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Critical Essay | Steven Dimeo

This literature criticism consists of approximately 14 pages of analysis & critique of Steven Dimeo.
This section contains 4,017 words
(approx. 14 pages at 300 words per page)
Purchase our Steven Dimeo - Steven Dimeo

Steven Dimeo

SOURCE: "Man and Apollo: A Look at Religion in the Science Fantasies of Ray Bradbury," in Journal of Popular Culture, Vol. 5, No. 4, Spring, 1972, pp. 970-78.

In the essay below, Dimeo uncovers moralism in Bradbury's short fiction.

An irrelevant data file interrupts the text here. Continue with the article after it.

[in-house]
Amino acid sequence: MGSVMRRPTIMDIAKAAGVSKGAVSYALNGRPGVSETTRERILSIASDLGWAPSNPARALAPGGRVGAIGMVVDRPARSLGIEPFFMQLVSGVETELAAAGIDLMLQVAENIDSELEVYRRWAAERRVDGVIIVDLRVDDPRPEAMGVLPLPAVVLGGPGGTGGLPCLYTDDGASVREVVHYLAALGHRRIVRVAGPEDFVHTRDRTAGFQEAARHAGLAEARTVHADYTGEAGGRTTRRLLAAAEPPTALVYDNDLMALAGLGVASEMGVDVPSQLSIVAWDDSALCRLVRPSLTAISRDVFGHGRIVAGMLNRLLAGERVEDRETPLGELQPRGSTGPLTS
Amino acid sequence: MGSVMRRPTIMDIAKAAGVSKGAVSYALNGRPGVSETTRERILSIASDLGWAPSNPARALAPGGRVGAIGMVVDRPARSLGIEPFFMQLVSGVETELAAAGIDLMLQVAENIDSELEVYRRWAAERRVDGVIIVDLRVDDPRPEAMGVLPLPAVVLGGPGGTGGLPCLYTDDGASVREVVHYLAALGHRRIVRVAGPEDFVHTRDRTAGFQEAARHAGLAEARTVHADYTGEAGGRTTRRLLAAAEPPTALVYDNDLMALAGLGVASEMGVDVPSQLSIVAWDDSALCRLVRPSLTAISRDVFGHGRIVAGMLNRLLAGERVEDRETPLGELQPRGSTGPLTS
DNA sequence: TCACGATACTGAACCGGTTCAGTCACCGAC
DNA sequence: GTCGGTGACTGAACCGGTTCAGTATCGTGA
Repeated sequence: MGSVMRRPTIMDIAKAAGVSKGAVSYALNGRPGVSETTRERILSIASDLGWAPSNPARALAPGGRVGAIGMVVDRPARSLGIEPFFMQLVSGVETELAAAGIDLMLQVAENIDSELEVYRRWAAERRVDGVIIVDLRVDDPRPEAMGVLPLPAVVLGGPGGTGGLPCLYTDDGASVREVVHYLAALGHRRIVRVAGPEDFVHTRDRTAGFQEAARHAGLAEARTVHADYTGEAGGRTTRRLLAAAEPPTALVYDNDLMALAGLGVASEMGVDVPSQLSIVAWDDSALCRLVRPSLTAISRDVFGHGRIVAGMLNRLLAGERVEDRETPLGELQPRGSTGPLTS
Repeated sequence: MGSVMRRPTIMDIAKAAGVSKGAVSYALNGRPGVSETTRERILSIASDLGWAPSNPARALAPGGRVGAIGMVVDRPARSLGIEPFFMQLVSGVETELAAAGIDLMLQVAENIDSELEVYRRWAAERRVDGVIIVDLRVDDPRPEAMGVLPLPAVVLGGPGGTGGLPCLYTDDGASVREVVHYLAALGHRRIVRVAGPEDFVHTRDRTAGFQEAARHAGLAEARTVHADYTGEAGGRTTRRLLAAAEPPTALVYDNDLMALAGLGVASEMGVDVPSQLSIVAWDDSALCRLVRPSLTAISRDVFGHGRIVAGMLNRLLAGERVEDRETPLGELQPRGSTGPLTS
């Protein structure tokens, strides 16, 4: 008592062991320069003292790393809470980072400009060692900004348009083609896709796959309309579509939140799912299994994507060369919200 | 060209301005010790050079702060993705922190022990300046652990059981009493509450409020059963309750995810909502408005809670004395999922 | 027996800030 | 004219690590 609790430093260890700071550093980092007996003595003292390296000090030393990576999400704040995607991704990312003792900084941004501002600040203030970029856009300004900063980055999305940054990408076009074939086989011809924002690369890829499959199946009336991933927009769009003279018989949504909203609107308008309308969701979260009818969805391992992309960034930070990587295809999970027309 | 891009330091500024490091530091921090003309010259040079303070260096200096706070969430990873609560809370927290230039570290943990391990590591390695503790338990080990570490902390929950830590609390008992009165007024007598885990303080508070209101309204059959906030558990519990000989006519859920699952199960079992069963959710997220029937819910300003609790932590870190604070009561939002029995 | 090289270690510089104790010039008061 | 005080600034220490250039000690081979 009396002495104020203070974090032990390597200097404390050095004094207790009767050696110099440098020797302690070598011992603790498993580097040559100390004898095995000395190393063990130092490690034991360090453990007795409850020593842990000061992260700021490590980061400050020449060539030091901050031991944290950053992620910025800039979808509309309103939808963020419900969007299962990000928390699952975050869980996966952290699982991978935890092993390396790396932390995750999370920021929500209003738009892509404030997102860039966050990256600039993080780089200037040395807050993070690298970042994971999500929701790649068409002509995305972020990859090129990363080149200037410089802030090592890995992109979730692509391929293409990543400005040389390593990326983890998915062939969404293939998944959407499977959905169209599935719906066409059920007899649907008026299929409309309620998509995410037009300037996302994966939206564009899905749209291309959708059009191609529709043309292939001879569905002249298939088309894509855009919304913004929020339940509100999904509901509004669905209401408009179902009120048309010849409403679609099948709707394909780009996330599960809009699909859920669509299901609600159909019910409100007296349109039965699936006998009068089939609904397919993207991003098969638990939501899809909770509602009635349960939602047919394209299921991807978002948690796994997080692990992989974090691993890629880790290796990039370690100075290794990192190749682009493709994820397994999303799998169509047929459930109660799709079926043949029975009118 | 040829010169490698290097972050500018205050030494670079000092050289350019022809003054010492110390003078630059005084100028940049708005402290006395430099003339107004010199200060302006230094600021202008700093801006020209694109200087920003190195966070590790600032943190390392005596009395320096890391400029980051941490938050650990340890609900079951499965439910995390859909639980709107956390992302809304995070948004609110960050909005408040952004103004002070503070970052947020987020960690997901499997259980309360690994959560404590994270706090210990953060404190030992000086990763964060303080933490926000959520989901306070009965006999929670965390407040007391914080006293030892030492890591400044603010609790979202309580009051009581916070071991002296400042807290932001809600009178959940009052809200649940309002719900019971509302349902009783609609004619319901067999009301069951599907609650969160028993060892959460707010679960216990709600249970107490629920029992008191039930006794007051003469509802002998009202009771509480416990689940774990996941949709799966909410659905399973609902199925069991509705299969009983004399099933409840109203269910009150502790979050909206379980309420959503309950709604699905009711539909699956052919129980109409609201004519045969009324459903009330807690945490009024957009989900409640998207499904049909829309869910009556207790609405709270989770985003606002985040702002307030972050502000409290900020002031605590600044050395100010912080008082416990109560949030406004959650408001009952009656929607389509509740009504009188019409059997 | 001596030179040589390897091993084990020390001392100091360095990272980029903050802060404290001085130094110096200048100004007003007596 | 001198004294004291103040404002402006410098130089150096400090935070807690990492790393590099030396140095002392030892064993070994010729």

Although religious thinking in the space age has been largely dominated by Nietzschean apostasy, science fiction itself seems to be giving more and more attention to man's relationship with the divine. Religious themes have long been treated in the genre but the first to give it serious and even literary consideration was C. S. Lewis in his trilogy Out of the Silent Planet (1938), Perelandra (1944), and That Hideous Strength (1945) which lofted the Christian mythology complete with angels and devils into tangible planetary realms. Since then the more notable examples of science fiction with more innovative religious implications have included Gore Vidal's Messiah (1954), James...

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This section contains 4,017 words
(approx. 14 pages at 300 words per page)
Purchase our Steven Dimeo - Steven Dimeo
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